A brisk yet ambitious return laden with his trademark off piste genius...

The sheer consistency of Gruff Rhys’ is something to be marvelled. A genuine treasure, his solo career has already produced a slew of impeccable full length projects, tackling everything from folk lore to the experiences of the Welsh diaspora and beyond.

‘Seeking New Gods’ is more Gruff, then, but that’s never a bad thing. Recorded in the Mojave Desert at a studio recommended by Cate le Bon, the bulk of the material was seemingly written on the road, with ideas sketched out alongside his ‘Babelsberg’ touring outfit. As such, ‘Seeking New Gods’ is a brisk, consistent set, one that leans on Gruff Rhys’ imaginative melodic flair while also allowing for bold studio flourishes. 

Ostensibly a concept album about the life and decline of a real-life volcano, it opens with the sprightly ‘Mausoleum Of My Former Self’, a song that matches Mariachi trumpets against Chicory Tip synths without seeming even a little ostentatious. ‘Can’t Carry On’ is a delicious piece of psych-pop, while ‘Loan Your Loneliness’ is a thumping piece of glam-pop that wouldn’t sound out of place on the flip of a pristine single by The Sweet.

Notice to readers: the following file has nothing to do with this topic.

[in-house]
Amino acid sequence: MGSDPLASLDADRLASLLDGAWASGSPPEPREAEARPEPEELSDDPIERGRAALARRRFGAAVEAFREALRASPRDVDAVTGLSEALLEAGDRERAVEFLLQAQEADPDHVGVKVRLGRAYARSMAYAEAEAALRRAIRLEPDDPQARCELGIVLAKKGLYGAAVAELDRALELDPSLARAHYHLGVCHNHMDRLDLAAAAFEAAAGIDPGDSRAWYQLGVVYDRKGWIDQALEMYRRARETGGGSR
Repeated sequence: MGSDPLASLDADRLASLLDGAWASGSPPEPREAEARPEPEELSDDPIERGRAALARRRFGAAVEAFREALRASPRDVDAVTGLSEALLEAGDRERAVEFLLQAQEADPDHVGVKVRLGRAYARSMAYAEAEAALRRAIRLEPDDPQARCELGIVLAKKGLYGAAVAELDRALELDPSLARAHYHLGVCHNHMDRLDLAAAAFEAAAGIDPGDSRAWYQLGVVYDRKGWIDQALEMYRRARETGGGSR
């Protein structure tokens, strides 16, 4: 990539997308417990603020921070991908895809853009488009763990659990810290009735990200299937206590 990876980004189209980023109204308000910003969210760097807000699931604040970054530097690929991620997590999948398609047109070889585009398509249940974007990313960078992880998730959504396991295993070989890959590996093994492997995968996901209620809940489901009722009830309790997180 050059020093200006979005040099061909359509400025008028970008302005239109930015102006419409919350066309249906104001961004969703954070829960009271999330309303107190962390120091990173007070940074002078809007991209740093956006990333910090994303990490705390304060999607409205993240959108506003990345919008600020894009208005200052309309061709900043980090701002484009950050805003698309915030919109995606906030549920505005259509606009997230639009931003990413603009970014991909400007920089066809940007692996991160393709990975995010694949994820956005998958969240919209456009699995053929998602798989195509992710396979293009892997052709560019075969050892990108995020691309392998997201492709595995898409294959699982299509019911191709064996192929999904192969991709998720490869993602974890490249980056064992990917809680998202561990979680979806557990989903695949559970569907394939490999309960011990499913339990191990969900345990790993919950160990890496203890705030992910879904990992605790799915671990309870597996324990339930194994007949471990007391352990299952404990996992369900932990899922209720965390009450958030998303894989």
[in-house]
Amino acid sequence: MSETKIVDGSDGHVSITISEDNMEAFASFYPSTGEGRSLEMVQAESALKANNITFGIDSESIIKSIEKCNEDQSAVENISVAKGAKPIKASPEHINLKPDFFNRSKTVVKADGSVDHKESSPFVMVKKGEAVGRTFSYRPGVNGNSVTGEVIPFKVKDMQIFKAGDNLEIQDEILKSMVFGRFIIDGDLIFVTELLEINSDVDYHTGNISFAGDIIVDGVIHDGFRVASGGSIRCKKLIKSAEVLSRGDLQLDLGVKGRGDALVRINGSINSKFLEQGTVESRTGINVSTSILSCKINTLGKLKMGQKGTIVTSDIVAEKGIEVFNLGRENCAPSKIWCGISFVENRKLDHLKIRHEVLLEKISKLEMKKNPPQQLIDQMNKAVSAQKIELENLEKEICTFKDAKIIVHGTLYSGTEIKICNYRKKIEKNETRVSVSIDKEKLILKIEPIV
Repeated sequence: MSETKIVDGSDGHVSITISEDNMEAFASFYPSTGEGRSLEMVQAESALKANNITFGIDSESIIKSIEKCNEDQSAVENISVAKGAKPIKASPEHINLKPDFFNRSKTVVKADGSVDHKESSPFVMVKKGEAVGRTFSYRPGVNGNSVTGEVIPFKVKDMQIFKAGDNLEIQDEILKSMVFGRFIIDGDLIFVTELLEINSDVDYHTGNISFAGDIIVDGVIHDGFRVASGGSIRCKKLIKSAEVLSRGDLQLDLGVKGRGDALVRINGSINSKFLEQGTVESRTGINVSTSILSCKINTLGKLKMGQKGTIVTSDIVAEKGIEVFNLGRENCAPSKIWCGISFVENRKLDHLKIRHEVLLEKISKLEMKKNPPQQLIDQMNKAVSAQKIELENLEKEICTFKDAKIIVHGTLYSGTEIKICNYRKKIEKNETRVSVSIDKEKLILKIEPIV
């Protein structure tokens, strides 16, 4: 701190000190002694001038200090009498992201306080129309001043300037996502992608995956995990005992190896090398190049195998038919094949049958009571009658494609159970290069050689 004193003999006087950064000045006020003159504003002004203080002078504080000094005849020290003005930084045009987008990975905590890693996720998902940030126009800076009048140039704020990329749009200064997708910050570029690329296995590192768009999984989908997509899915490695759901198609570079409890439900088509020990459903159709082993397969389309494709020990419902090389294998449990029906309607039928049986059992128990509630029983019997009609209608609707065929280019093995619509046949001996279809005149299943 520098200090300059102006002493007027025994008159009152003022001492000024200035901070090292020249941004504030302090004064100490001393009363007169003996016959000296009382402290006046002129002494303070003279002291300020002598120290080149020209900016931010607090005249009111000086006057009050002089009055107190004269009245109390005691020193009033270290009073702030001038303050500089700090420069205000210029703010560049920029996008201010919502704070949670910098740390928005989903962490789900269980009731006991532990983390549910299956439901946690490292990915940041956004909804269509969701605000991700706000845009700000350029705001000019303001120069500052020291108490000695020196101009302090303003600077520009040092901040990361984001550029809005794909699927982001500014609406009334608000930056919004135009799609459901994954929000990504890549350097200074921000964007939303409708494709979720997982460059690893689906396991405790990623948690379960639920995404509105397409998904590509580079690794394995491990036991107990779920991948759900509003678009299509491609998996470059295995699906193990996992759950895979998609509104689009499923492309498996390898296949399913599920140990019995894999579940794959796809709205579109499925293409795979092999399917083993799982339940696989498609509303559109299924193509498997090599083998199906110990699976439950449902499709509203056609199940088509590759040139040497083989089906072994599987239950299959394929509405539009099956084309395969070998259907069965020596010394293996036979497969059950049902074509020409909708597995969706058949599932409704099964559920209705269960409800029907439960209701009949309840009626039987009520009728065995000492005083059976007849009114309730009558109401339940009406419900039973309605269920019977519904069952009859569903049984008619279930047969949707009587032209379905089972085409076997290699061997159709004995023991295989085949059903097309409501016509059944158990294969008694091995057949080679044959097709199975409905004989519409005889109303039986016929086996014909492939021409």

As ever, Gruff’s word play is little short of exceptional. ‘Hiking In Lightning’ is a jagged two-step that permits a vocal which feels almost stream of consciousness, while the rather more considered ‘Everlasting Joy’ bristles with feeling. Indeed, the title track contains some of the album’s most memorable couplets, it’s mantra-like pace failing to extinguish the songwriter’s surreal wit.

Ending with the plaintive, piano-led ‘Distant Snowy Peaks’, this is an album that seems to pack ideas into every available crevice. Its brevity might lead some to think it slight, but those who persevere with ‘Seeking New Gods’ will find yet more evidence of Gruff Rhys’ undaunted off piste genius.

7/10

Words: Robin Murray

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